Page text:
Anyway, huh — I guess I was right. Bulk items do, in general, cost more, and what IS cheaper isn’t really enough to add up to much of a savings. Although I’m stupidly excited about the walnut math.

Of course, this is just one recipe; not really a thorough study. Maybe I need to try this with a dinner or lunch item? Let me think about that one …

Next up: I broke down and made a reusable coffee filter out of one of Eric’s old t-shirts. I’ll tell you why and how (not that it was hard) on Wednesday.

8 Responses to Zero waste vs. regular packaging: The chocolate chip cookie challenge

  1. Tricia, Have you considered looking into how the bulk bins are refilled? If they are just dumping plastic bags full of nuts (or whatever) in the top so you can pick how much or little to buy then you may not be reducing trash – just moving it from your trash can to the store’s. I respect this project SO MUCH and am a real fan – I was just wondering from a practical perspective. Also it would be interesting to know the percentage difference in amount of trash bulk vs. shelf.

    • Sharon! You’re nice.

      I know how the bins are filled — I’ve seen employees in action. Some of the bigger stuff, like flour and oats, are in what look like paper bags, although I’m sure they’re lined inside. Spices are in foil-type bags, and things like shampoo and lotion in plastic jugs.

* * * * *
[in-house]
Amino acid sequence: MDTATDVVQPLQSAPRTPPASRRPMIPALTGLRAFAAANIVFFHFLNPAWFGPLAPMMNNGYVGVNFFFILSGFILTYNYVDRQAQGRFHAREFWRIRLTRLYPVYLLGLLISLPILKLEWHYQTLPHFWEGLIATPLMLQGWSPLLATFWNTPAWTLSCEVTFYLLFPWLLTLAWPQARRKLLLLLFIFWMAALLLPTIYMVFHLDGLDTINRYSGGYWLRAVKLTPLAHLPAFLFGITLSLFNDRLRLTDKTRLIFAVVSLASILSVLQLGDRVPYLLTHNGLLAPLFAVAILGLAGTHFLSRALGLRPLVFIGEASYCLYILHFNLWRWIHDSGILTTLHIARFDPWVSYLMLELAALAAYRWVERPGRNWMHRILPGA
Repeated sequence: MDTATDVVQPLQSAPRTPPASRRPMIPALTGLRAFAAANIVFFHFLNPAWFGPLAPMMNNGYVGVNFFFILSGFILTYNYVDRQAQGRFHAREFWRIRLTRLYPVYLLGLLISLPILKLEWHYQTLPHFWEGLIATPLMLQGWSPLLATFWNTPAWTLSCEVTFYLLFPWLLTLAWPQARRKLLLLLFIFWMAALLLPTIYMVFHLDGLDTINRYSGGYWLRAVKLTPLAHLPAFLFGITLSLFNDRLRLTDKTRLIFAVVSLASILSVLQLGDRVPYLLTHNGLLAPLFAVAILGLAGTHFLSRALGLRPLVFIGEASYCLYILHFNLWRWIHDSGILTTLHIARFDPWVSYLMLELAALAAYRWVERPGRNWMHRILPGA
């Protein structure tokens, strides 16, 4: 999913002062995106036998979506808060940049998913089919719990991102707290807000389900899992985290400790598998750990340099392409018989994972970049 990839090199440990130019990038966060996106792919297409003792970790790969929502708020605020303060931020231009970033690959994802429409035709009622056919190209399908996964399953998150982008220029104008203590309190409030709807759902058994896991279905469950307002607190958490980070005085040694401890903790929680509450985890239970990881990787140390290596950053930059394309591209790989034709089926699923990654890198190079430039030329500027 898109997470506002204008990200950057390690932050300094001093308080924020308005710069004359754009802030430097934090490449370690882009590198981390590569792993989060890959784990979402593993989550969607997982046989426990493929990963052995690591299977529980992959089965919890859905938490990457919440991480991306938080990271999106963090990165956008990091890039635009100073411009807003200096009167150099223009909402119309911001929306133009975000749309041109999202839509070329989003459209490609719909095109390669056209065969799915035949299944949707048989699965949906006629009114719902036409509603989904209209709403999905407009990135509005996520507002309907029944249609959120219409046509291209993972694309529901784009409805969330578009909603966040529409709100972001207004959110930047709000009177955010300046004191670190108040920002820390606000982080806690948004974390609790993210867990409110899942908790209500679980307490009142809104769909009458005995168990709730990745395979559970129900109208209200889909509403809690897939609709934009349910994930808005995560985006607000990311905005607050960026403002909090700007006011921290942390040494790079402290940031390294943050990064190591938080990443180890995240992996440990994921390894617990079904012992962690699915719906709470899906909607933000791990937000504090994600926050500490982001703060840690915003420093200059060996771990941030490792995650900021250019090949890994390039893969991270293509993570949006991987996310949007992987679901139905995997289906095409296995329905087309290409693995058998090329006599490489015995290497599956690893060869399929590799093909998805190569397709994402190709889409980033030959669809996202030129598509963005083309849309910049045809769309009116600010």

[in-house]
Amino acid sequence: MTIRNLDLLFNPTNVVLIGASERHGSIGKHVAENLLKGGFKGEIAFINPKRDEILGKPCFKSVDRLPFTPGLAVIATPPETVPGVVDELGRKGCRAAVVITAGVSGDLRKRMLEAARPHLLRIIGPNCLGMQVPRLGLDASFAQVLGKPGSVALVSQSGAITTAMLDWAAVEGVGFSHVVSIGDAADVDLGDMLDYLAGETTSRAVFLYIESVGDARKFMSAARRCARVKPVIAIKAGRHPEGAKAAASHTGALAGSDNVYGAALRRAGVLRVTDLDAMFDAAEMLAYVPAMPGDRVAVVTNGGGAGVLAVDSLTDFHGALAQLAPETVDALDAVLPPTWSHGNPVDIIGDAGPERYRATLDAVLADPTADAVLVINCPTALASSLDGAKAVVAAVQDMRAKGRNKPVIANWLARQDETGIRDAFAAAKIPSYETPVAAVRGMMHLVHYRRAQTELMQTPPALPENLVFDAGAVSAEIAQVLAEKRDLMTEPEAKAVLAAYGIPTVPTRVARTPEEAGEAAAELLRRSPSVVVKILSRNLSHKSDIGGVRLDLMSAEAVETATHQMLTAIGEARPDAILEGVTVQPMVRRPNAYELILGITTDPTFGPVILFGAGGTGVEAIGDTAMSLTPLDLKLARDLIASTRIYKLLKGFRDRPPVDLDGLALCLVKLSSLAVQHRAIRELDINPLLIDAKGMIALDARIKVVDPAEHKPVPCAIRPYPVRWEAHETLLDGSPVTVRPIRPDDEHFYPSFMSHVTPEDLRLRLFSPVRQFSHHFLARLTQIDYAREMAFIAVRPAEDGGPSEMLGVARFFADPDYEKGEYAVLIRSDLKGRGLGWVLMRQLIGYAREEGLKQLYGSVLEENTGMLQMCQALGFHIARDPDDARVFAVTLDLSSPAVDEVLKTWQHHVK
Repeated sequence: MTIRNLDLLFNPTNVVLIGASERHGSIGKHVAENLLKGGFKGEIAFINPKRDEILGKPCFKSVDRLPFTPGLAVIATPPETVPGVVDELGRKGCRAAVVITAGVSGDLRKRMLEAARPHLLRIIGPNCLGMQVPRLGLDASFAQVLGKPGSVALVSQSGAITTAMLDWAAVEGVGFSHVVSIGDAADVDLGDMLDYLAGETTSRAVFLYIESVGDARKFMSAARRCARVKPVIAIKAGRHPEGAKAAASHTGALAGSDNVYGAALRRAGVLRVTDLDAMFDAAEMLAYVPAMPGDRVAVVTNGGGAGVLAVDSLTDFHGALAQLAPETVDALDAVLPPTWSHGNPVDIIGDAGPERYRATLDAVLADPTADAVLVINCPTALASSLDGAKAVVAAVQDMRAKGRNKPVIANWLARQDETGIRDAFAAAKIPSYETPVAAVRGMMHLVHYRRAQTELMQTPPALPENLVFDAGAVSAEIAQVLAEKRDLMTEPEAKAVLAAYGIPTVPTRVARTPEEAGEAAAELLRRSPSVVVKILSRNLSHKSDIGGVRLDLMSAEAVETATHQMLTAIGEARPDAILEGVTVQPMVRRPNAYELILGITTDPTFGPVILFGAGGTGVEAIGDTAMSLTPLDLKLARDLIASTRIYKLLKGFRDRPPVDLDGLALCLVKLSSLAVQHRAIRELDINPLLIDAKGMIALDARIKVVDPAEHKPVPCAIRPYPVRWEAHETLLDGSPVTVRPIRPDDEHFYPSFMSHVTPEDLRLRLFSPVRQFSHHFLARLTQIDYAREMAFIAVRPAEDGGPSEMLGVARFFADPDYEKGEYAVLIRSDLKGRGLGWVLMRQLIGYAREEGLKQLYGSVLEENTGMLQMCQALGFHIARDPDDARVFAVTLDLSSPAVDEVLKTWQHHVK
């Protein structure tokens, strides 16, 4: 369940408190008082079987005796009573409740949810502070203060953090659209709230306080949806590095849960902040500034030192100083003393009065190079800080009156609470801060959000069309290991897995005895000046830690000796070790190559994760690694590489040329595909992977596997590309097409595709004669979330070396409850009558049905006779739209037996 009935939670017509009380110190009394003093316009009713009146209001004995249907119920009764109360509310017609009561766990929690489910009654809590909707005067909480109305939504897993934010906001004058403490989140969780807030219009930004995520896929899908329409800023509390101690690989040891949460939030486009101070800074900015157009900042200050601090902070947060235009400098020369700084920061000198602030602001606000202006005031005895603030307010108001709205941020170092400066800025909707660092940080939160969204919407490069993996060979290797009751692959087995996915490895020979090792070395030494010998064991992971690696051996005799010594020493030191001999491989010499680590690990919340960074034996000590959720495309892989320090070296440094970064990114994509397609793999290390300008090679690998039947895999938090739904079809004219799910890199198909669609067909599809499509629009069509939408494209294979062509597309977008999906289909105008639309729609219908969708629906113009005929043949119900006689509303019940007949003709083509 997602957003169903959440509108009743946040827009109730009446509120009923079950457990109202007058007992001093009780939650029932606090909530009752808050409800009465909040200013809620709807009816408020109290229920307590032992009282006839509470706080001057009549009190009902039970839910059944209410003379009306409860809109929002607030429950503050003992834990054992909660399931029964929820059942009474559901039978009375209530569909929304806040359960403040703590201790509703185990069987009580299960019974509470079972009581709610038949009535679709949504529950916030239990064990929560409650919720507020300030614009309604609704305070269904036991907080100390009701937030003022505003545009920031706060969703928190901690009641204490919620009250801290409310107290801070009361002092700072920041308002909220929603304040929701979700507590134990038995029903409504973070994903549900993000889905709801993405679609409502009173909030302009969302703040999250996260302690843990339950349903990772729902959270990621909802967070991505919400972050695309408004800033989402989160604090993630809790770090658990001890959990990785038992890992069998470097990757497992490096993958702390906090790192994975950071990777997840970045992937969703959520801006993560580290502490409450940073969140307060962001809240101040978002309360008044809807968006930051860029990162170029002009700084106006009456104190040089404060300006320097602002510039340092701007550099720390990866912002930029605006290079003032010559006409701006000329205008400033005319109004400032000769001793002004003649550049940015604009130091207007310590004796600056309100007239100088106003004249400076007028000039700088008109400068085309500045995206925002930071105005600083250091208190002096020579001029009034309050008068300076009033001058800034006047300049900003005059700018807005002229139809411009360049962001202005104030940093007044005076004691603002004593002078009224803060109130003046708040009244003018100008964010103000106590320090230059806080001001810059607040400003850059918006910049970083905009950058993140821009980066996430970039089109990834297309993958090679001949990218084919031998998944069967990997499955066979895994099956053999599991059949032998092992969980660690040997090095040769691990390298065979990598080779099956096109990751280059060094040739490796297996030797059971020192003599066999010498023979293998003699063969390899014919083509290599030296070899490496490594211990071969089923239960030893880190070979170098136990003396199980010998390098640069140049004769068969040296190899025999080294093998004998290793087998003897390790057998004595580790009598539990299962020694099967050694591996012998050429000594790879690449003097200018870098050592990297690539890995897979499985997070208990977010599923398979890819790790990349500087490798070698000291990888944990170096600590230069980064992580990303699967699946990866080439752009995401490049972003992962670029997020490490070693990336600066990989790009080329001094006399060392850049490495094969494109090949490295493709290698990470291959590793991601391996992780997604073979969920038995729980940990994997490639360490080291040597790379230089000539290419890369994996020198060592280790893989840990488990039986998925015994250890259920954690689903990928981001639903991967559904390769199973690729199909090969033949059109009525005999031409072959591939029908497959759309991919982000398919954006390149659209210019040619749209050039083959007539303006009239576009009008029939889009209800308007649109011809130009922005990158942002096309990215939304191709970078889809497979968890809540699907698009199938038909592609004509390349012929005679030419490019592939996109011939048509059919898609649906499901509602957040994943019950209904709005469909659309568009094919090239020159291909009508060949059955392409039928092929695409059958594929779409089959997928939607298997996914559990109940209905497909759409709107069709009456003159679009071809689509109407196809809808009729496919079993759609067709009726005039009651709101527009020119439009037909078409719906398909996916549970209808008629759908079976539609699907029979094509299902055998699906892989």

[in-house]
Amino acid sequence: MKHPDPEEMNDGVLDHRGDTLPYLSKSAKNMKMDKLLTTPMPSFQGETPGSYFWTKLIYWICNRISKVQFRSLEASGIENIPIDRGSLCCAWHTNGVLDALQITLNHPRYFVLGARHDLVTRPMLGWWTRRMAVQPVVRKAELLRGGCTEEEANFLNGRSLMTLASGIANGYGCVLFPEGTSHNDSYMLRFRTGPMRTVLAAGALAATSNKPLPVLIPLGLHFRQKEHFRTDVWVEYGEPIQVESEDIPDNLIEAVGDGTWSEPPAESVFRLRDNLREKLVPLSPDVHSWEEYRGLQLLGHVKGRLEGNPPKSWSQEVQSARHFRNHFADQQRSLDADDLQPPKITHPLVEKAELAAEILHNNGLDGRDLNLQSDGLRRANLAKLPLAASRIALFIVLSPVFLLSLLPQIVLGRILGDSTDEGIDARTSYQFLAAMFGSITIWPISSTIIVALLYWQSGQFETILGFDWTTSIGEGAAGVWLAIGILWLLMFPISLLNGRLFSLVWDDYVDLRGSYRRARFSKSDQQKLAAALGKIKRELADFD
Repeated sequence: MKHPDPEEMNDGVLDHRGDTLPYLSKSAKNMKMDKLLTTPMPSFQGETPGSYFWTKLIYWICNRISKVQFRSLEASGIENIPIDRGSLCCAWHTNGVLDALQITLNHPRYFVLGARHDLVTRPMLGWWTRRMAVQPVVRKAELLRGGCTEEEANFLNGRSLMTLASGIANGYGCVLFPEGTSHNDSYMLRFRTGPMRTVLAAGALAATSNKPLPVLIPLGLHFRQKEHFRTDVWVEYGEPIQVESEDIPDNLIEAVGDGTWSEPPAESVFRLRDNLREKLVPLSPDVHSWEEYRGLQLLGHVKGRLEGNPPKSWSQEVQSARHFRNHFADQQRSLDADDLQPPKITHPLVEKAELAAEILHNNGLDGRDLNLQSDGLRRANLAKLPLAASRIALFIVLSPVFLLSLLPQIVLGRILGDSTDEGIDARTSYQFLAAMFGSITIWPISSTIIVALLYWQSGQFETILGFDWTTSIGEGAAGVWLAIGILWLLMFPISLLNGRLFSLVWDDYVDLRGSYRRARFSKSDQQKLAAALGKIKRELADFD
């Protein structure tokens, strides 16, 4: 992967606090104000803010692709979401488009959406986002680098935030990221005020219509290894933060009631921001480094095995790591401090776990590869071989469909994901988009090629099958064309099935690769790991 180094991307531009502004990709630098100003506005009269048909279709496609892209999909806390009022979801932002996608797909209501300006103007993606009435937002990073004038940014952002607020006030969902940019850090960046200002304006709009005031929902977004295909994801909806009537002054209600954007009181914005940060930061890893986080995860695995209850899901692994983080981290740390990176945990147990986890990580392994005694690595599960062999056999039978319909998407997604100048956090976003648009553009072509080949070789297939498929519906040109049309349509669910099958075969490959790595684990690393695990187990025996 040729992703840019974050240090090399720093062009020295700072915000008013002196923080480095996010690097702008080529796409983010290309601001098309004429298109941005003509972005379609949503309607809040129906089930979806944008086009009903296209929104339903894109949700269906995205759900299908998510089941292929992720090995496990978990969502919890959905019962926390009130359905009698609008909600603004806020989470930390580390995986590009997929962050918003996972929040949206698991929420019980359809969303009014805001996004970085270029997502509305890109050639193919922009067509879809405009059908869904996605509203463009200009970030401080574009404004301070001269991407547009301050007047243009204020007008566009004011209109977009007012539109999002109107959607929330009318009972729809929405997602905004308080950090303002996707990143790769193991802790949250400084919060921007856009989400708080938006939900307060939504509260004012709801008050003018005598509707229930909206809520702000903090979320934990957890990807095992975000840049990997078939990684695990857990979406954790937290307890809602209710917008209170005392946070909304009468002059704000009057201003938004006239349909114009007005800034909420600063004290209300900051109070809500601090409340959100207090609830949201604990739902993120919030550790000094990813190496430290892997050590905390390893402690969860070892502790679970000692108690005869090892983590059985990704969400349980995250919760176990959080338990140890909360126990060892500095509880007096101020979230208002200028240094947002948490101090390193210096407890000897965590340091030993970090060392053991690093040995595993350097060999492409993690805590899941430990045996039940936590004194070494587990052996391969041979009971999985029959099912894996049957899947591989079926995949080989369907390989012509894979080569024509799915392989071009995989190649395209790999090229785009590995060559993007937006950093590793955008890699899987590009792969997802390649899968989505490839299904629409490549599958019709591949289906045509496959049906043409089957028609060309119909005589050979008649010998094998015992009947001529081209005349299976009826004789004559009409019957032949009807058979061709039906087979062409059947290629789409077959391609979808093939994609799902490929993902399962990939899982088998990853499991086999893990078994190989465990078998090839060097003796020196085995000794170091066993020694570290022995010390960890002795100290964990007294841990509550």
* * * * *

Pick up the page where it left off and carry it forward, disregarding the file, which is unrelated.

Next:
Yours is a very valid point. The thought is that, even though you’re trading trash for trash, you’re voting for no packaging by taking in your own bags and jars. (Does that really make a difference? I would say no. I mean, bulk bins have been around forever, and it’s not like manufactures are reducing packaging because of it.) Then there’s the argument that, even if it comes to the store packaged, at least you’re choosing something that comes in a bigger package, which means less trash than buying several smaller packages. That one makes sense to me.

      I figure everything comes to the store in a package, bulk or otherwise; there’s no getting away from that. So, in buying bulk, I’m going in with other people to divide a huge package of something and therefore make less trash as a whole.